The decision by the Environmental Pillar to walk from the Agri-Food 2030 Strategy Committee, while not entirely surprising, must be disappointing for environmentalists and farmers alike. Both parties agree that change is afoot when it comes to balancing the production of food with the replenishing of the environment.

But the continuing adversarial narrative is concerning and frustrating for everybody else watching on.

The narrative remains bitterly divided

En route to finally agreeing to the Northern Ireland Peace Process, we remember walk outs and breakdowns in talks. But it was all part of the choreography to finally knocking heads together and working as one for mutual benefit.

But when it comes to finding common ground between environmentalists and farmers, there is no sign of a coming together for the betterment of all.

The narrative remains bitterly divided. From my interaction with farmers, they seem ready to step up to the plate as part of a just transition. But reading through the press releases from the various environmental NGOs following their “reluctant withdrawal” from Strategy 2030, there is no costing or stress testing of the unintended consequences of Irish food production meeting their proposals.

It jars somewhat to compartmentalise people in this instance because who doesn’t support a clean environment and who doesn’t support the people who produce food? As the clock ticks to inevitable change in the way food is produced, the time for posturing, throwing brickbats and sneering at one another must stop if real grown up progress is to be made.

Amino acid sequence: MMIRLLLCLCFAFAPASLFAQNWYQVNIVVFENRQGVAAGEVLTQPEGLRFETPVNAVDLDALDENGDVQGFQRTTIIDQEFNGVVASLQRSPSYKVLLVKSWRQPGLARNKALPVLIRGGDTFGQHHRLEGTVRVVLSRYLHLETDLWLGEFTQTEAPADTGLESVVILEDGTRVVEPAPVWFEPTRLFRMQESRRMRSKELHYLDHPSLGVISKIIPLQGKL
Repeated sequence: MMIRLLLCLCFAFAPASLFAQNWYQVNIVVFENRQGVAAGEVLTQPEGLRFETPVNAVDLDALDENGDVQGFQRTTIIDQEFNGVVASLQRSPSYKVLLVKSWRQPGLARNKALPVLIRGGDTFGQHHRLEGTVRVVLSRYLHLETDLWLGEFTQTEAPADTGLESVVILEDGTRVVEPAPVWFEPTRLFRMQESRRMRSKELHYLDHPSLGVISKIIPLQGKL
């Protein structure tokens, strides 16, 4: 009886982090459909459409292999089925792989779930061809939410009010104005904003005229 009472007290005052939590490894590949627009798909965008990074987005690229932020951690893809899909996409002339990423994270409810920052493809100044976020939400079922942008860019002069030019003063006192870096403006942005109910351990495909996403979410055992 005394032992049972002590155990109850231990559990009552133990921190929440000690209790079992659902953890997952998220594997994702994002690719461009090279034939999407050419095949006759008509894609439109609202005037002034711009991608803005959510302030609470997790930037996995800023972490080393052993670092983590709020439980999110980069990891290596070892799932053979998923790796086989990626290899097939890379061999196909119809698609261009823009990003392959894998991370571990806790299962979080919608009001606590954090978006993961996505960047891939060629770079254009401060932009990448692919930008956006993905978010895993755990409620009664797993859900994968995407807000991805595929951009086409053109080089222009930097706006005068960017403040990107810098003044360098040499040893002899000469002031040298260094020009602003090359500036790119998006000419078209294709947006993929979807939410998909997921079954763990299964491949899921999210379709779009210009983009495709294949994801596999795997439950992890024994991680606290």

What is badly needed and of greater importance is to replace ideology with reality. Where is the independent economic and social impact assessment on a pathway to the future which addresses all aspects of producing food in an environmental and social and economically sustainable way? Broadly finger wagging at farmers who are working within EU guidelines, that they must do this and that to save the planet without engagement in good faith serves to infuriate rather than encourage.

It is simply perplexing that we are still at the “reduce the national” herd stage of this important process of working on change for the better. This is one example of not presenting quantifiable research in the various solutions being proposed to reduce emissions. Casually throwing around phrases like “industrial farming” in the context of Irish cow herds does nothing except belittle farmers and display a lack of fundamental understanding of Irish farm structures.

How can any farmer engage when faced with such unviable and unrealistic suggestions?

Again, what is the quantifiable definition of “industrial farming” just so Irish farmers know where they are in the ballpark? As for the “grow more crops and vegetables” solution to enticing a beef farmer on marginal land to change enterprise, how can any farmer engage when faced with such unviable and unrealistic suggestions?

It is imperative that environmental advocacy is central to that process

OK, that example may be a bit OTT, but it is merely to underline the point that the agri/enviro conundrum is going nowhere unless there is a willingness by the environmental pillar to appreciate that compromise is an essential ingredient to any successful collaboration. Instead of populist sound-bites, a sensible roadmap to reducing agri-emissions while recognising the unique role of farmers and agriculture in the Irish economy is paramount. And it is imperative that environmental advocacy is central to that process.

Call it off

Italy has lost their last 30 matches in the Six Nations, winning just 12 out of 108 since 2000. Is it time to put them out of their misery?